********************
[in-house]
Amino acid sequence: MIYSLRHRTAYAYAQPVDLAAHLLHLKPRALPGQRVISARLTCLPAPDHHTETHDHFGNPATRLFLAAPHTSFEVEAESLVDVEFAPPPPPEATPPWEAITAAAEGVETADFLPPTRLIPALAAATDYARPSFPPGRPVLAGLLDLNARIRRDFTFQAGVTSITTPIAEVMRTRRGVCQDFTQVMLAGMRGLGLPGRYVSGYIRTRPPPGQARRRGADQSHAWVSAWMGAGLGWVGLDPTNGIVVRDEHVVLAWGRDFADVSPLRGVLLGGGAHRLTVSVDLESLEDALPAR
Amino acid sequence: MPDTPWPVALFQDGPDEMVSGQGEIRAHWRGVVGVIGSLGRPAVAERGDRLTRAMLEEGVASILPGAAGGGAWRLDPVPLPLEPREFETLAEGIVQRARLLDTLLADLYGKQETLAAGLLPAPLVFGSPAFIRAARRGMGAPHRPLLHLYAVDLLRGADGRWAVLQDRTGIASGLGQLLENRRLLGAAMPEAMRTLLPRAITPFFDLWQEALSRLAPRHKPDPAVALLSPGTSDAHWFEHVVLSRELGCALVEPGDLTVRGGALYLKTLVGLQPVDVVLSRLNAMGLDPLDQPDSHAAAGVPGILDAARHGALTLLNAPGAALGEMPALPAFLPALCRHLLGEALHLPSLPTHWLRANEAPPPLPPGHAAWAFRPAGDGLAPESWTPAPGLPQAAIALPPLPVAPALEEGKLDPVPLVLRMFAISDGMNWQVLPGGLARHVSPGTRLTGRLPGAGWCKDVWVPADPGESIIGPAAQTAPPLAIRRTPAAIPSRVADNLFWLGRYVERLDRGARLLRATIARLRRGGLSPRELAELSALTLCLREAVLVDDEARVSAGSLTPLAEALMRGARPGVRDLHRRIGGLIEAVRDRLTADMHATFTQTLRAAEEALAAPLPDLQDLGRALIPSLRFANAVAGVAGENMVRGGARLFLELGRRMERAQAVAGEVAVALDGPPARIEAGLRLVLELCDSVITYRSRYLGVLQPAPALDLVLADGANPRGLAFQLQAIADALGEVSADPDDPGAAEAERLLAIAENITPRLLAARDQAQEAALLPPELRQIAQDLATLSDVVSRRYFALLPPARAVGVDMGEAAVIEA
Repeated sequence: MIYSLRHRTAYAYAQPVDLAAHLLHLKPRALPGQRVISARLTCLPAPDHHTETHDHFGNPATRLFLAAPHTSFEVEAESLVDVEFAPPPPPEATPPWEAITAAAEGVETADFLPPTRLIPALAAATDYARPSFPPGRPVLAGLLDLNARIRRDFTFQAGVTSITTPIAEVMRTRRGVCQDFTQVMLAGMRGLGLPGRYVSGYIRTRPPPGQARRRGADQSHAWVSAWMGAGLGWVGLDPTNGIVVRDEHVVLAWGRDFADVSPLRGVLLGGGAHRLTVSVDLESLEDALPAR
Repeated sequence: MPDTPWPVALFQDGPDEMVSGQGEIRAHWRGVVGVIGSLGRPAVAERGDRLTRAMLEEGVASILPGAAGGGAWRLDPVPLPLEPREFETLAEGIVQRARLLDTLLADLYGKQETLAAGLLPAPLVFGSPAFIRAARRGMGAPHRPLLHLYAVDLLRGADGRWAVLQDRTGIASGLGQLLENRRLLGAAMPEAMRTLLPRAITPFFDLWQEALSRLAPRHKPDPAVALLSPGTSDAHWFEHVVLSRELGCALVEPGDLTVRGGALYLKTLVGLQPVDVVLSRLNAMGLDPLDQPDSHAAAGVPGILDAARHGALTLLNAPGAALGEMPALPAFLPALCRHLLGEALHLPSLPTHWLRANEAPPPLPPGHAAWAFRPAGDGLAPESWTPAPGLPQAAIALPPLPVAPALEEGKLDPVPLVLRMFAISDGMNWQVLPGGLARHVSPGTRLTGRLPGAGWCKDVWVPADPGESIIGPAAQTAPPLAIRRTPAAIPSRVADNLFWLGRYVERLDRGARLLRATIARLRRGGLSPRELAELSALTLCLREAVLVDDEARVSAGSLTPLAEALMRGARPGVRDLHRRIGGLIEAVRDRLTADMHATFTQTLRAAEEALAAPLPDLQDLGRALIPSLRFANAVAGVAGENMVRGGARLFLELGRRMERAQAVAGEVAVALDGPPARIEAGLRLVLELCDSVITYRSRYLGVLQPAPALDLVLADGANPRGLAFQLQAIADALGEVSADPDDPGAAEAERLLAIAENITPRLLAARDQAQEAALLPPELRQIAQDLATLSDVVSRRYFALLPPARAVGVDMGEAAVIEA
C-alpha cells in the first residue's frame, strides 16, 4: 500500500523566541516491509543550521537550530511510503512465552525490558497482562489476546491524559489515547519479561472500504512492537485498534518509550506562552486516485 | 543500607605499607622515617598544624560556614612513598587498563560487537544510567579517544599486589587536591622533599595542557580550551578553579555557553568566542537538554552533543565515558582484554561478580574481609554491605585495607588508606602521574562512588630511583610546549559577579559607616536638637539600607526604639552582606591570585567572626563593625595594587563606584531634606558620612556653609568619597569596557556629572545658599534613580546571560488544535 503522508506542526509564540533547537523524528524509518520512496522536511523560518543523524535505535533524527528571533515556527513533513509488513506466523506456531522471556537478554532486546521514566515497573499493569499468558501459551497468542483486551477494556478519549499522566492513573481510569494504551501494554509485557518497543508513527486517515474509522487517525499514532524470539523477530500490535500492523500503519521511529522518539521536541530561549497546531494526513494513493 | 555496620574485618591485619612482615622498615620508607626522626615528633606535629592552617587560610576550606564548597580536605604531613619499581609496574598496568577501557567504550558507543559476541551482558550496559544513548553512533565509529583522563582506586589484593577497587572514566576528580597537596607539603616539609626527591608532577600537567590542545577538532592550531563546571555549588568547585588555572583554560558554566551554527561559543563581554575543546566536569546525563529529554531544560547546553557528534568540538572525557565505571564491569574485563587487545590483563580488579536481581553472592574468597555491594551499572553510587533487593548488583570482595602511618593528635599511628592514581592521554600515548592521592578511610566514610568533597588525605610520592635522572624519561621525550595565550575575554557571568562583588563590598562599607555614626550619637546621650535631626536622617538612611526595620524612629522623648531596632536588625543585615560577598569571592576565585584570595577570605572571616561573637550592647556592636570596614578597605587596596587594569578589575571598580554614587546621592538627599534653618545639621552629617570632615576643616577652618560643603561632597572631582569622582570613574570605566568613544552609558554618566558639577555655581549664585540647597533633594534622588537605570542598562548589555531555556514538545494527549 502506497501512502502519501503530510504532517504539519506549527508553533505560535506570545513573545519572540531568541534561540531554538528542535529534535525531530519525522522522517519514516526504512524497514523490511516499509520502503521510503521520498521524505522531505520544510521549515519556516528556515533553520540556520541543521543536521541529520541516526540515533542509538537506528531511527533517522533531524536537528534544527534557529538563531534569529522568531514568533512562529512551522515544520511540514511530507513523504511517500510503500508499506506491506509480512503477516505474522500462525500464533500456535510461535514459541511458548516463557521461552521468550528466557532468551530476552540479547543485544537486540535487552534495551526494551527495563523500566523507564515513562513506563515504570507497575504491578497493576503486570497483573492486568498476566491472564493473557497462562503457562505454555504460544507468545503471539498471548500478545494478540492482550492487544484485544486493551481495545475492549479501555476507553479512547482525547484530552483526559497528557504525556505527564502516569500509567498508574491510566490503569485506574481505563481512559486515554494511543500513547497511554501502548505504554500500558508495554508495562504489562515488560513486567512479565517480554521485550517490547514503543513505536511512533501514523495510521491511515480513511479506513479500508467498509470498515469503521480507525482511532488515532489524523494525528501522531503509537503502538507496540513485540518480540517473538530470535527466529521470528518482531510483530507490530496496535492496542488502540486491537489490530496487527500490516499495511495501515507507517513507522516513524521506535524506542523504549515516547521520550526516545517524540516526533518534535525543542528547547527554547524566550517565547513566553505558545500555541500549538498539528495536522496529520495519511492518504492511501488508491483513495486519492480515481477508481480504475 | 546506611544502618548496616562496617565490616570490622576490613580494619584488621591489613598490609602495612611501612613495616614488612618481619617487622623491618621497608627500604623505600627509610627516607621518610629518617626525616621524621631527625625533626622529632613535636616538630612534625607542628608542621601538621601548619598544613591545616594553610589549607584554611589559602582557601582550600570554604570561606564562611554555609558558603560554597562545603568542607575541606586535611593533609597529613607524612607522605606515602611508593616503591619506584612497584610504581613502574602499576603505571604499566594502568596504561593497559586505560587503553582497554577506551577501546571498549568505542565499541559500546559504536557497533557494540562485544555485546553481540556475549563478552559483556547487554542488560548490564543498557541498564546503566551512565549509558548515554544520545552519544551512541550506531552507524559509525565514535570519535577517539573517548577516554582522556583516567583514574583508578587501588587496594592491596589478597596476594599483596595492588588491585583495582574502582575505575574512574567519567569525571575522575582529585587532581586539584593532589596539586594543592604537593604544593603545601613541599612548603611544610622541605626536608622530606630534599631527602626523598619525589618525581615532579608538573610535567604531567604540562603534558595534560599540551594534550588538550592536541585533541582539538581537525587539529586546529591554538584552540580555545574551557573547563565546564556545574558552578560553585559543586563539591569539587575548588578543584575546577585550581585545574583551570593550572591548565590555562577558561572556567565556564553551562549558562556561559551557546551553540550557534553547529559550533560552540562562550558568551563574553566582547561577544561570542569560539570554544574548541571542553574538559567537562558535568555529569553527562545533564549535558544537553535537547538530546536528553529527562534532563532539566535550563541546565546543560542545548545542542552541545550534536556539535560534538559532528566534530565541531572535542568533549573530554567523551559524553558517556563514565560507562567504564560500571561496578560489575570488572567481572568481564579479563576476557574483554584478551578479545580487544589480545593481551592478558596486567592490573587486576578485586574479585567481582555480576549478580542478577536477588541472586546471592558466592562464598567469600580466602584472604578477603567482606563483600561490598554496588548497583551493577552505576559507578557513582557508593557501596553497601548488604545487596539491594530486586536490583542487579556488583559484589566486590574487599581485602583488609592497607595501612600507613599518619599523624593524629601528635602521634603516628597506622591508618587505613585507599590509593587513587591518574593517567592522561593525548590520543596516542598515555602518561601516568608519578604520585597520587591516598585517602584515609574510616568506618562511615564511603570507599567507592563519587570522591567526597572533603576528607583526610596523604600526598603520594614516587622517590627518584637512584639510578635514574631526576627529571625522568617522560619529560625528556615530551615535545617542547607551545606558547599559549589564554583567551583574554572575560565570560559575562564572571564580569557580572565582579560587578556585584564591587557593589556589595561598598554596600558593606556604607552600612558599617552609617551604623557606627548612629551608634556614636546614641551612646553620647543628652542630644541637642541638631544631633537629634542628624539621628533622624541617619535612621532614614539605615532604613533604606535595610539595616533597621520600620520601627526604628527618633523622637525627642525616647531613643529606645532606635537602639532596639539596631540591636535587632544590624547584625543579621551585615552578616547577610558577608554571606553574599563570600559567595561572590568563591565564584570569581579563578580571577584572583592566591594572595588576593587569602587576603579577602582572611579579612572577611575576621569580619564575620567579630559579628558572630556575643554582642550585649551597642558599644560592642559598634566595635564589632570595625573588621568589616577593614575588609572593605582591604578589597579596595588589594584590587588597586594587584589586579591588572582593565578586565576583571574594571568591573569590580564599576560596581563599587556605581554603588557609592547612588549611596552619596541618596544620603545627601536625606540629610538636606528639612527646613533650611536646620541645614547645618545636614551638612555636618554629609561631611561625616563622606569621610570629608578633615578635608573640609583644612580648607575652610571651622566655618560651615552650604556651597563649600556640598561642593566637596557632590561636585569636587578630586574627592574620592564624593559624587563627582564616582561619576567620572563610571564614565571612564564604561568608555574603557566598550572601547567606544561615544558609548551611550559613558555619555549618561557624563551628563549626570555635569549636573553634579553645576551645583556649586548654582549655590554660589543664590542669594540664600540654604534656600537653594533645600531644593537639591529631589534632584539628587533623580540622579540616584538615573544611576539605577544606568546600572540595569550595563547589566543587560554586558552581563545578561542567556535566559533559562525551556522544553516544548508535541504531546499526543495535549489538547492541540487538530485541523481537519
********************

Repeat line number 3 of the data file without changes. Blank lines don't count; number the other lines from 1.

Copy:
Amino acid sequence: MPDTPWPVALFQDGPDEMVSGQGEIRAHWRGVVGVIGSLGRPAVAERGDRLTRAMLEEGVASILPGAAGGGAWRLDPVPLPLEPREFETLAEGIVQRARLLDTLLADLYGKQETLAAGLLPAPLVFGSPAFIRAARRGMGAPHRPLLHLYAVDLLRGADGRWAVLQDRTGIASGLGQLLENRRLLGAAMPEAMRTLLPRAITPFFDLWQEALSRLAPRHKPDPAVALLSPGTSDAHWFEHVVLSRELGCALVEPGDLTVRGGALYLKTLVGLQPVDVVLSRLNAMGLDPLDQPDSHAAAGVPGILDAARHGALTLLNAPGAALGEMPALPAFLPALCRHLLGEALHLPSLPTHWLRANEAPPPLPPGHAAWAFRPAGDGLAPESWTPAPGLPQAAIALPPLPVAPALEEGKLDPVPLVLRMFAISDGMNWQVLPGGLARHVSPGTRLTGRLPGAGWCKDVWVPADPGESIIGPAAQTAPPLAIRRTPAAIPSRVADNLFWLGRYVERLDRGARLLRATIARLRRGGLSPRELAELSALTLCLREAVLVDDEARVSAGSLTPLAEALMRGARPGVRDLHRRIGGLIEAVRDRLTADMHATFTQTLRAAEEALAAPLPDLQDLGRALIPSLRFANAVAGVAGENMVRGGARLFLELGRRMERAQAVAGEVAVALDGPPARIEAGLRLVLELCDSVITYRSRYLGVLQPAPALDLVLADGANPRGLAFQLQAIADALGEVSADPDDPGAAEAERLLAIAENITPRLLAARDQAQEAALLPPELRQIAQDLATLSDVVSRRYFALLPPARAVGVDMGEAAVIEA